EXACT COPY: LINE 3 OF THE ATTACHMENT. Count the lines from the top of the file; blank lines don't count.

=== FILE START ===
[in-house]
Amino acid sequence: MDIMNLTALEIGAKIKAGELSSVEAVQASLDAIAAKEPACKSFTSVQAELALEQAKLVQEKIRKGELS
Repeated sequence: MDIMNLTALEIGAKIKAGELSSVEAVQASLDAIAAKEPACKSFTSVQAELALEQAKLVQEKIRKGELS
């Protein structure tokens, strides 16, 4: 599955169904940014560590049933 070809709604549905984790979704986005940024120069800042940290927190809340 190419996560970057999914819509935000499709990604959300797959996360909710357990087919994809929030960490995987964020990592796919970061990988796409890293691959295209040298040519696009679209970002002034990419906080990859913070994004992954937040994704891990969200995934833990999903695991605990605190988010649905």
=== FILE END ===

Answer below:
Repeated sequence: MDIMNLTALEIGAKIKAGELSSVEAVQASLDAIAAKEPACKSFTSVQAELALEQAKLVQEKIRKGELS